Dismiss Notice
Join Physics Forums Today!
The friendliest, high quality science and math community on the planet! Everyone who loves science is here!

Measuring Membership, or Likelihood, of given Point

  1. Aug 5, 2013 #1

    I've three circles as seen in the image.

    Source: http://www.picpaste.com/Quantify-PwdfQxLB.png [Broken]

    Within the innermost circle is a point. I'd like to determine the likelihood, or probability, that this point belongs to the innermost circle, the middle-circle, and outermost circle.

    Now, this point -- as can be seen in the image -- is very near the boundary of the innermost circle. Also, it is near the boundary of the middle-circle, so one might assume that the probability of being in each of the three circles is APPROXIMATELY (.33, .33, .33).

    If we were to translate the point and shift it into the center of the innermost circle, I'd assume the distribution to be (1.0, 0.0, 0.0), for the point would lie in the middle of the innermost circle.

    For another example, if I were to translate the point to the left a little, I'd probably see the distribution to be (0.45, 0.35, 0.2), respectively.

    Is there a way to quantify, or determine, the likelihood that this point belongs to a specific circle in this example?

    Thank you.

    Last edited by a moderator: May 6, 2017
  2. jcsd
  3. Aug 5, 2013 #2

    Stephen Tashi

    User Avatar
    Science Advisor

    For a specific point and 3 specific circles, the point either is or is-not in a given circle. There is no model for this situation involving probability. If you think of the red mark not as a single point, but as some sort of aimpoint for where darts are thrown, you could construct a model involving probability. If you think of the red mark as a figure with a finite area and the actual point it is supposed to designate as some randomly selected point inside that area, you could construct a model involving probability.
    Last edited by a moderator: May 6, 2017
  4. Aug 6, 2013 #3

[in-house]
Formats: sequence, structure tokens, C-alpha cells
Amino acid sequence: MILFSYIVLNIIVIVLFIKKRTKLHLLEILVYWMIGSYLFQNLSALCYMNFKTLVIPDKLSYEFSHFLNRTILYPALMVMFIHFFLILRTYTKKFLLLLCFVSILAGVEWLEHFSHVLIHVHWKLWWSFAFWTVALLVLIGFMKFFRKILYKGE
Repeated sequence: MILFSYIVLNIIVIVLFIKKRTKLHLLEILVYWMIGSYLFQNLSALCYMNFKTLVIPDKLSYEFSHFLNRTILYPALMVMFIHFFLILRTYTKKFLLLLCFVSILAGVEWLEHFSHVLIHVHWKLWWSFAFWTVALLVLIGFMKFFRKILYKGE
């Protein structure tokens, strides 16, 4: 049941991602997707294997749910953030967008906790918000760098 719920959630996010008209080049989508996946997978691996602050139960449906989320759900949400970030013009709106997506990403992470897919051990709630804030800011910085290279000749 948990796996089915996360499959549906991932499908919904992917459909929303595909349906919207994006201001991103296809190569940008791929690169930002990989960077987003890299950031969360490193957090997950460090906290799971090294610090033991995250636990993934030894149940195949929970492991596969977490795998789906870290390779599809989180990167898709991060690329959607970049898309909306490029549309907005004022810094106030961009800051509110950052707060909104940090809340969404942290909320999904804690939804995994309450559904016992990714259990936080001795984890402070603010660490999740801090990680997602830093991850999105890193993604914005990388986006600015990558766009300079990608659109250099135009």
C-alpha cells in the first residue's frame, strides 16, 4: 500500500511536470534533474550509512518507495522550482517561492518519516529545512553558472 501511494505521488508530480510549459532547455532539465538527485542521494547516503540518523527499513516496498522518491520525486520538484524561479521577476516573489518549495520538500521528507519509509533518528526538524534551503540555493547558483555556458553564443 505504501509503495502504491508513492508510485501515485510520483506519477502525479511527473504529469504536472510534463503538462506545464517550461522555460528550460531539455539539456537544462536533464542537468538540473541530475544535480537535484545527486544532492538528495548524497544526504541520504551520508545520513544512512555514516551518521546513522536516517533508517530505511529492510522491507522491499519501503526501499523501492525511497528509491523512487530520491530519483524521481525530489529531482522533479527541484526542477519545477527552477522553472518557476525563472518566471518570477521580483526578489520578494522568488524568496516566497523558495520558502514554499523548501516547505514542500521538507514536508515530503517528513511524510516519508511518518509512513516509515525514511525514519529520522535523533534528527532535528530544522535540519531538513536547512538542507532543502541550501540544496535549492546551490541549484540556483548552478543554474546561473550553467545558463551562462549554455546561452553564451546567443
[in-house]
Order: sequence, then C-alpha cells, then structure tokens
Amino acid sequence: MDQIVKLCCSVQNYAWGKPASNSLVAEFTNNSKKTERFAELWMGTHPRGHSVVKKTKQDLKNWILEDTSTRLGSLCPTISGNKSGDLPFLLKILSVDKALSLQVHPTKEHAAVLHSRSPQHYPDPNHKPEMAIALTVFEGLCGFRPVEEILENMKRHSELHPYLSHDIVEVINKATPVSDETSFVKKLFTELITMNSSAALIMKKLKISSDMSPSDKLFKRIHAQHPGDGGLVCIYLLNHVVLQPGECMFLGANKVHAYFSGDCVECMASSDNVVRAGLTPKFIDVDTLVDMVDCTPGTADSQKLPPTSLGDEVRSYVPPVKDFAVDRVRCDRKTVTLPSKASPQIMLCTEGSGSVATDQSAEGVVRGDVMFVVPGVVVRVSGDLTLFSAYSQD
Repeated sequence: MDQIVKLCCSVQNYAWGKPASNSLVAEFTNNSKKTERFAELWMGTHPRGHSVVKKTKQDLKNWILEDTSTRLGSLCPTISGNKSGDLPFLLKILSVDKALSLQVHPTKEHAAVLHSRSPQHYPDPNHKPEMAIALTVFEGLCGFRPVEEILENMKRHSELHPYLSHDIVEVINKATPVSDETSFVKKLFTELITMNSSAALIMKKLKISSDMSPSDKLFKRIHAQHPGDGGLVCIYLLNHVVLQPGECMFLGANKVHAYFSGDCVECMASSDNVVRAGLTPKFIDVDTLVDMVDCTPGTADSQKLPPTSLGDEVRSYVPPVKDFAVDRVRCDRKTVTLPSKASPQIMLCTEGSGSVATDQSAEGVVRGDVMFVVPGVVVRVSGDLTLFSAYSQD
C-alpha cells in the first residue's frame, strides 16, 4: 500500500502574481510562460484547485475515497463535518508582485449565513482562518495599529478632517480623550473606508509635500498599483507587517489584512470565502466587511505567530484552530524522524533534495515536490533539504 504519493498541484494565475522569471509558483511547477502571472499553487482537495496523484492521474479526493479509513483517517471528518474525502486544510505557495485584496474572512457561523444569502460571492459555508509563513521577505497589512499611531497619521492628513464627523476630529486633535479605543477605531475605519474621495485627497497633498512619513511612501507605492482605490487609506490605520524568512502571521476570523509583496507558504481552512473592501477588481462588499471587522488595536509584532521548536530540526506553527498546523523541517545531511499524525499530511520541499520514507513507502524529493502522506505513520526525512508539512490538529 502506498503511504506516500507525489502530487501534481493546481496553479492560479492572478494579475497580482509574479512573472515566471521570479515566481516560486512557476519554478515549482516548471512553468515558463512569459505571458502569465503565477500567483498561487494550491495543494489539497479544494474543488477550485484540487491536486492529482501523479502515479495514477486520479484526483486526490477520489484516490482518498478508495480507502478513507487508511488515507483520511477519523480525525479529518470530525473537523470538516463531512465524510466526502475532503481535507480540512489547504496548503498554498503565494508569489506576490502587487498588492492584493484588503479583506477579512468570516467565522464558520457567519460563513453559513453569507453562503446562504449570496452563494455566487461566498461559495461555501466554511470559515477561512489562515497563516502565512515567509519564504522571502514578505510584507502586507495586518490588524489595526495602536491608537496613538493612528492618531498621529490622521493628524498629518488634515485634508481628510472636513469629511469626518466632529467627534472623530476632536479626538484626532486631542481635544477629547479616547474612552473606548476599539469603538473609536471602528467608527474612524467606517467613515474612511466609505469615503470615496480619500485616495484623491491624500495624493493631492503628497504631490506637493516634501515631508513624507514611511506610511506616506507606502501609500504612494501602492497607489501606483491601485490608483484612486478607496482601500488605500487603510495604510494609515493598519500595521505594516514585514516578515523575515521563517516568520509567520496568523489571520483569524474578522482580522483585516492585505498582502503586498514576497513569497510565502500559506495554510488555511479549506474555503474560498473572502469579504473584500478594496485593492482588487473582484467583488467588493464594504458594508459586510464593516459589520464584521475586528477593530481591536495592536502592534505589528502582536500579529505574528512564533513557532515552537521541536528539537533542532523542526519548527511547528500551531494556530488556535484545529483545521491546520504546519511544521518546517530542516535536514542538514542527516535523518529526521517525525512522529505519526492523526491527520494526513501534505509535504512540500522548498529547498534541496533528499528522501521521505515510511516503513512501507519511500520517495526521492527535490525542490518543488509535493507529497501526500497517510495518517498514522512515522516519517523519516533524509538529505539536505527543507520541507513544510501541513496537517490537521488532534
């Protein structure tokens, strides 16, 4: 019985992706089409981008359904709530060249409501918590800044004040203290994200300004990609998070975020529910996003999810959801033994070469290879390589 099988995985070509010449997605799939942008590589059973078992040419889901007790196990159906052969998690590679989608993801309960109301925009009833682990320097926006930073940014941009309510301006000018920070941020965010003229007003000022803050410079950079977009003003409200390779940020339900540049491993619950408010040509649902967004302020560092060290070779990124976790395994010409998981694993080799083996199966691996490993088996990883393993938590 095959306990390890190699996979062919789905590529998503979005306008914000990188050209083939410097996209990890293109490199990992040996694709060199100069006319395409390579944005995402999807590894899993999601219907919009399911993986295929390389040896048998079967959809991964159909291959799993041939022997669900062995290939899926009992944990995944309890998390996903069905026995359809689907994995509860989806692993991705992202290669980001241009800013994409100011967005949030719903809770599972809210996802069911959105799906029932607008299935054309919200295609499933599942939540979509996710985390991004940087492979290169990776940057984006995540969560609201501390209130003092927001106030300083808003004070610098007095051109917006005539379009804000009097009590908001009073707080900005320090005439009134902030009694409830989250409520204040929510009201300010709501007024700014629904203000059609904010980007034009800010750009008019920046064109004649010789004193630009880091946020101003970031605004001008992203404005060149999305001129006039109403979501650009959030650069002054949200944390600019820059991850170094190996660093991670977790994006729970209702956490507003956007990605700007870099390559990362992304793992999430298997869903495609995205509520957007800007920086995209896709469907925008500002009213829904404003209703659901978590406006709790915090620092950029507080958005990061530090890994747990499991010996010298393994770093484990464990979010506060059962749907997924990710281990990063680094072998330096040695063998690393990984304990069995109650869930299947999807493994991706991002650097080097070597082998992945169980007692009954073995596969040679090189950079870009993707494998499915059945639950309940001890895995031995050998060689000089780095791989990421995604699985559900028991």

Yes, you are correct. It is much like an "aim point." Again, the closer to the center of the inner-most circle, you're nearing a probability of 1 for that circle while the others will be near 0. However, as you levitate outward, the "ownership," or probability will shift. As you approach the boundary of the inner-most circle, you may have a 50 / 50 split between the inner circle and its encompassing circle, so the ratio between all three may be .4, .4, .2. This is just an example.

    Also, how can I build this model? It can be an abstract model, but I'd like to know a way to quantify the "ownership."

    Thank you again for such a quick reply; I did not expect it.

  5. Aug 6, 2013 #4

    Stephen Tashi

    User Avatar
    Science Advisor

    If you imagine there is a small circle around the point, you could use the overlap between the area of the small circle and the larger circle to quantify how much the small circle is within the larger circle. Off hand, I don't know the formula for finding the area of two overlapping circles, but I'm sure we can look up the formula. That model would be equivalent to using a uniform distribution for where a dart fell within the small circle containing the point.

    If you use a non-uniform distribution of some kind, you will have to integrate the distribution over the larger circle. This would probably require a numerical method of some kind.

    Many problems involving "degrees of membership" are better modeled using "fuzzy sets" than with geometric models.
  6. Aug 7, 2013 #5

    D H

    User Avatar
    Staff Emeritus
    Science Advisor

    The answer depends a whole lot on what those circles are supposed to represent.

    As depicted, you are demanding an either/or answer where the correct answer is "yes" to all three. Just because a point is inside one circle does not mean it isn't inside another. Your point obviously is inside each of the three circles.

    If those circles are a kind of Venn diagram you'll run into the same problem. Labeling the smallest circle as A, the middle-sized one as B, and the largest one as C, then once again this is not an either-or kind of question. Any A is a B, and any B is a C. Your point is an A, a B, and a C.

    On the other hand, membership is indeed an either/or proposition if those circles represent three mutually exclusive events but all you have at hand is a lousy measurement that can't quite distinguish between those events. For example, suppose circle A represents the three sigma boundary of what you would expect to see from failure scenario A, circle B represents the three sigma boundary of what you would expect to see from failure scenario B, and circle C represents the three sigma boundary of what you would expect to see if everything was acting nominally.

    In this case, you can use the Mahalanobis distance (google that term) as a metric to help to distinguish between these events. You are still SOL with the circles as depicted. There's no distinguishing off-nominal from nominal behavior. You have a chance if the circles are intersecting but have distinct centers.

    If the measurements are lousy but the centers are distinct, it might take multiple measurements before you can say which condition is present (failure scenario A, failure scenario B, or everything's cool). This is where Bayesian methods can be of a huge advantage.
Share this great discussion with others via Reddit, Google+, Twitter, or Facebook